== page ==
Household charge paid by 110,000


Only a fraction of the projected income from the controversial €100 household charge has been raised so far, it was confirmed today.

New figures from the Local Government Management Agency, which is charged with collecting the fee, show that over €10 million has been received to date from 109,569 households.

Some 1.6 million households are liable for the charge, which was introduced in January. It is expected to raise an estimated €160 million which will be used to fund local services.

Householders have until March 31st to pay the charge, after which financial penalties apply on an increasing basis each month.

The charge was introduced on foot of the EU-IMF bailout agreement and is an interim measure pending the future introduction of a comprehensive property tax.

All owners of residential property are liable for the household charge on each residential property they own,. This includes those properties that are liable for the €200 charge on second homes. Owners of residential properties who live outside Ireland are also required to register for and pay the household charge.

Householders living in designated ghost estates and those receiving mortgage interest supplement as well as people living in local authority housing, are all exempt from the charge.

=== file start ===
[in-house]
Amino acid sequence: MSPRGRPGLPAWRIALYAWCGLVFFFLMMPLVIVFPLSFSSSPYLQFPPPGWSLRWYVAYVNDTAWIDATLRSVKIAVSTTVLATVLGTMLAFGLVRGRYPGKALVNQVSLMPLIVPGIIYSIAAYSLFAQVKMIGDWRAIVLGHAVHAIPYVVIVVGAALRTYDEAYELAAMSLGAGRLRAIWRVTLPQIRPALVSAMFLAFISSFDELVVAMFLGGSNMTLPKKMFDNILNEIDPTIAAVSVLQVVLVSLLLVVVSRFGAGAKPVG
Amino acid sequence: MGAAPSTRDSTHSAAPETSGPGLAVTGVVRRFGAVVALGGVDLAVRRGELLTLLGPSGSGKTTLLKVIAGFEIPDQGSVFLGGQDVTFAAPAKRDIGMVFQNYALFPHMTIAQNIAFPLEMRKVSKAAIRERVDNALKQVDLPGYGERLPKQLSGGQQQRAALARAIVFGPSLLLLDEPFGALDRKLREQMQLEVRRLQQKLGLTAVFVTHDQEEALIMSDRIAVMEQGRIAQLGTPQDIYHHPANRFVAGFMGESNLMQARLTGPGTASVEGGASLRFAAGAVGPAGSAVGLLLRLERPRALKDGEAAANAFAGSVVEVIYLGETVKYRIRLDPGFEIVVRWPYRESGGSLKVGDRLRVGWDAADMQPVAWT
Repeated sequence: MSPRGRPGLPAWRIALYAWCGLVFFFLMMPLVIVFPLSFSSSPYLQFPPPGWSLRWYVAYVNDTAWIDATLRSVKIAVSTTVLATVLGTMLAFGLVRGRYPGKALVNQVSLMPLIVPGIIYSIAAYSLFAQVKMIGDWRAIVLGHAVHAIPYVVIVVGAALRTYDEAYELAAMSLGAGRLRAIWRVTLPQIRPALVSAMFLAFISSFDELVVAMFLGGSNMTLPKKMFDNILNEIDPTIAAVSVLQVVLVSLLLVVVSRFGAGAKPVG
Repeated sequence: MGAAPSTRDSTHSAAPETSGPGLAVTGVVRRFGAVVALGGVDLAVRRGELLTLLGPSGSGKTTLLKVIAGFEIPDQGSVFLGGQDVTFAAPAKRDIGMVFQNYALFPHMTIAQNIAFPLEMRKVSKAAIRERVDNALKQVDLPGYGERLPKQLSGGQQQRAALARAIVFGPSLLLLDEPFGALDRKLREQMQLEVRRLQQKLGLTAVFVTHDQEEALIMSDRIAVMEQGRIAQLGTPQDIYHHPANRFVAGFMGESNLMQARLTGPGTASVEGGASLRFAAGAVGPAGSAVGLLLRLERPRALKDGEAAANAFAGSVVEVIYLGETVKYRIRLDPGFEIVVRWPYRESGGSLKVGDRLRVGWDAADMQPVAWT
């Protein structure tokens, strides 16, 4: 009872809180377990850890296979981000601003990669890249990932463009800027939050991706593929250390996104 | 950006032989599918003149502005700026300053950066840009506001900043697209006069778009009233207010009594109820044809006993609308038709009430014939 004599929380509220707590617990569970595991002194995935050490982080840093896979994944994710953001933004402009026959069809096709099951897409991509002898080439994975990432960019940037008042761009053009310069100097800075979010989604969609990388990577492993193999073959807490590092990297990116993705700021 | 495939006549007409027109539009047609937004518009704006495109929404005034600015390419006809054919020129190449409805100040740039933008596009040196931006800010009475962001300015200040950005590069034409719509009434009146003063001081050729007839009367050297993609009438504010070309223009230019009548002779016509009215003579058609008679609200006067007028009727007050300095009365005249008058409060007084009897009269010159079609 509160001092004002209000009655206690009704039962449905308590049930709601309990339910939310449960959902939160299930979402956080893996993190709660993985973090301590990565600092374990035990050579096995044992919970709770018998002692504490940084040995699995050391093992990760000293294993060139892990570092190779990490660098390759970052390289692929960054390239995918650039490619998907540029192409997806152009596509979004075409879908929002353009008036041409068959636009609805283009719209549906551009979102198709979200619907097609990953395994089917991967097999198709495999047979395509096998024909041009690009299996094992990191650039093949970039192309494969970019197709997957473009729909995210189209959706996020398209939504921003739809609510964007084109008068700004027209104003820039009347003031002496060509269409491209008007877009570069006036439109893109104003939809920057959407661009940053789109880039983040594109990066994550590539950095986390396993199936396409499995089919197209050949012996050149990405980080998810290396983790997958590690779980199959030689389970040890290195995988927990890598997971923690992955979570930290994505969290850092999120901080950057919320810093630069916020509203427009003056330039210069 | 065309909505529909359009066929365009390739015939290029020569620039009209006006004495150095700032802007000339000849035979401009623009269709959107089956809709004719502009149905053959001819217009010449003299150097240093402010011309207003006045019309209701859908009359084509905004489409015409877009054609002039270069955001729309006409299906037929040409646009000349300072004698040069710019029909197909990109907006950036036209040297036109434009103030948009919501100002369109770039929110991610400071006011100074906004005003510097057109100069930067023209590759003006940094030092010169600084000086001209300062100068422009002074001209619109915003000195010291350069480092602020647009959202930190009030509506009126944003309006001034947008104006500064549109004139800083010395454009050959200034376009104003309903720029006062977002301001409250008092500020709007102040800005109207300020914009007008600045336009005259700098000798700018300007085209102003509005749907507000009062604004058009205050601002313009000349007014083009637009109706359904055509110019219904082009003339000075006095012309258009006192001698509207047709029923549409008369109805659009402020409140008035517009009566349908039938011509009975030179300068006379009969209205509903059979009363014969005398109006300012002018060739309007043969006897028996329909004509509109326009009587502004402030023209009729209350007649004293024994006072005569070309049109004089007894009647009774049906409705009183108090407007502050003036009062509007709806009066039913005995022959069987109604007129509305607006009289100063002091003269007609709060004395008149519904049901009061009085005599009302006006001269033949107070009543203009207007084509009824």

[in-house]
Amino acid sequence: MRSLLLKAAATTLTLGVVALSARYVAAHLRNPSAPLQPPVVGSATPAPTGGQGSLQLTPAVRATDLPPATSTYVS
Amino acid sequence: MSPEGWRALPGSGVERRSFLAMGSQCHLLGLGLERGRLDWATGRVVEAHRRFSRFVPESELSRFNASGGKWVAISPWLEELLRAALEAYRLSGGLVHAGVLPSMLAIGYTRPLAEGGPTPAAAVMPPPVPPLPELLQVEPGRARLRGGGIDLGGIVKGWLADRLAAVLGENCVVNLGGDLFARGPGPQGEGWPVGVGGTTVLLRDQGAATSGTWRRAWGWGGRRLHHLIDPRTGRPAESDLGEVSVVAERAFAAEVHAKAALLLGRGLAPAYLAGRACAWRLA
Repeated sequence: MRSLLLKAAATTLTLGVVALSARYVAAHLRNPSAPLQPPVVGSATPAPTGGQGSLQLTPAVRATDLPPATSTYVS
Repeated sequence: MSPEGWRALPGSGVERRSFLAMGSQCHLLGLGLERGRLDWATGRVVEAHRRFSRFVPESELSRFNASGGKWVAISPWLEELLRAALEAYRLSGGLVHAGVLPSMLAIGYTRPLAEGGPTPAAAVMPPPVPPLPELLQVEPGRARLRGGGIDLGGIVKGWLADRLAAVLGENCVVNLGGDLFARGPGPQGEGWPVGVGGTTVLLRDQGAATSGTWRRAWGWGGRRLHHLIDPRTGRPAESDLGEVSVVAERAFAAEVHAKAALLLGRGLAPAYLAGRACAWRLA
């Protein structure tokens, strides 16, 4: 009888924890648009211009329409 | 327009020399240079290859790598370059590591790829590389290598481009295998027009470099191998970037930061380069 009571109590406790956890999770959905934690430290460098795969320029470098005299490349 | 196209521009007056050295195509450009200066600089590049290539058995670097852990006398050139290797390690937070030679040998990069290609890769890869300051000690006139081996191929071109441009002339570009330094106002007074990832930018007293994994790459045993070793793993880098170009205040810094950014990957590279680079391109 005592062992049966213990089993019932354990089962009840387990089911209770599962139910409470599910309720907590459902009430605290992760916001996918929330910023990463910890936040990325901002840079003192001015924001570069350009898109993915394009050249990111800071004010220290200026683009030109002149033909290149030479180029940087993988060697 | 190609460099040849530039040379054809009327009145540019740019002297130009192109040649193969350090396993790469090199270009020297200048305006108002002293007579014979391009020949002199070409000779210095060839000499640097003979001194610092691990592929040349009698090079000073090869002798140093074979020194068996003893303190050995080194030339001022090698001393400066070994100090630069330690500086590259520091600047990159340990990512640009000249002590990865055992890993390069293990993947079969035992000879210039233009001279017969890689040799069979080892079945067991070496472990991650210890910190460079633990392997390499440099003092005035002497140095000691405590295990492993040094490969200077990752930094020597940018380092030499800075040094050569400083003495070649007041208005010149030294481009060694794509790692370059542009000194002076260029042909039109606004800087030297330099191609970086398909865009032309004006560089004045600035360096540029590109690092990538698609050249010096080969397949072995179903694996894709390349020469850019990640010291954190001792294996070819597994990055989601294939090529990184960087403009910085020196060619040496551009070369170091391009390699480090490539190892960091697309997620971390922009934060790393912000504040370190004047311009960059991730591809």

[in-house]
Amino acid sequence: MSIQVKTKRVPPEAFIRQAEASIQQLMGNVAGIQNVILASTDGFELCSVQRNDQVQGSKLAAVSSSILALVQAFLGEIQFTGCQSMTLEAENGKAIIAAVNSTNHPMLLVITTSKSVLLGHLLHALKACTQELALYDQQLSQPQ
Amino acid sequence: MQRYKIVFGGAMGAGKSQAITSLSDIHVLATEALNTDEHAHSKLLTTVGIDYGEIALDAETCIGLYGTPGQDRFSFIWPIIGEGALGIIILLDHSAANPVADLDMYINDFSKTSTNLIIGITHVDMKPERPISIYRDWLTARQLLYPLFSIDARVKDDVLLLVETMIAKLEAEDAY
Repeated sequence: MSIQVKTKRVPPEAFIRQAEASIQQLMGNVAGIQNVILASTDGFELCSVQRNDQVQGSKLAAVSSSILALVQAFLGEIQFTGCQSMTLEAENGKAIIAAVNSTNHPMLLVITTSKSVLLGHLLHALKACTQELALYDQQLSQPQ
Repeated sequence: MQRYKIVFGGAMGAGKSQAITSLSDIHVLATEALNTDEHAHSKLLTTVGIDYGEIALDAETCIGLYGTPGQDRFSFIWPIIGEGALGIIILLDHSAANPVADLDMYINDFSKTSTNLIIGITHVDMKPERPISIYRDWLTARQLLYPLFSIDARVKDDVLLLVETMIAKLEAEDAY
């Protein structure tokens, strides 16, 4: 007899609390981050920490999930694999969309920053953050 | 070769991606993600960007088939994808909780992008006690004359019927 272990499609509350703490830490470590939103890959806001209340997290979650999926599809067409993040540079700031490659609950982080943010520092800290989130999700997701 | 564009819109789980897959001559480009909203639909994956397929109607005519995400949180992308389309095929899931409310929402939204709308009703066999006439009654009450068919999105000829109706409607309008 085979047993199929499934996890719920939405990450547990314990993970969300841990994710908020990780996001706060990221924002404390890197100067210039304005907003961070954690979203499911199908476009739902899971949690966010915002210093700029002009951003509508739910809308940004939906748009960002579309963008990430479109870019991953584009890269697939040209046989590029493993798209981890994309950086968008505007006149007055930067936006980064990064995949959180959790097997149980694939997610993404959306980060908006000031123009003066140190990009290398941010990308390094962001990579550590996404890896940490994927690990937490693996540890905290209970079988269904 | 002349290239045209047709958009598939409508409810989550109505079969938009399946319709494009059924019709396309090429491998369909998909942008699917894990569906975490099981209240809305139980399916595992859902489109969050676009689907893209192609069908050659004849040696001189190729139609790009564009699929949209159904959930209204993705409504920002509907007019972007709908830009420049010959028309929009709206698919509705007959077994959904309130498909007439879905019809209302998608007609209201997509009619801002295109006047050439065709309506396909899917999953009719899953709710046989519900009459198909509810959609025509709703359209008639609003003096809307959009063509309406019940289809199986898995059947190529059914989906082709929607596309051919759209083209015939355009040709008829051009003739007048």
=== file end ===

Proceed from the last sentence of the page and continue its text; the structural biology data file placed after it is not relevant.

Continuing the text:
Approximately 80 per cent of registered properties so far have been paid by credit ordebit card and by direct debit online at Payment can also be made by cheque or postal order at local authority offices.

The agency managing the collection of the charge has appealed to householders to register and pay the fee as soon as possible.

Chief executive of the Local Government Management Agency Paul McSweeney said that as with the €200 charge on second homes, which was introduced three years ago, there was a noticeable increase in people paying the charge as the deadline for payment approached. "The nearer we get to the date at which penalties will apply, the numbers of people paying the charge increases," he said.

The charge can be paid in four instalments of €25 by setting up a direct debit online before March 1st.

The trade union Siptu last week called on the Government to suspend the imposition of the charge, saying it was unfair and regressive and subsidises the wealthy at the expense of middle- and low-income families.

In addition, a number of independent opposition TDs and groups have called on the public to boycott the charge.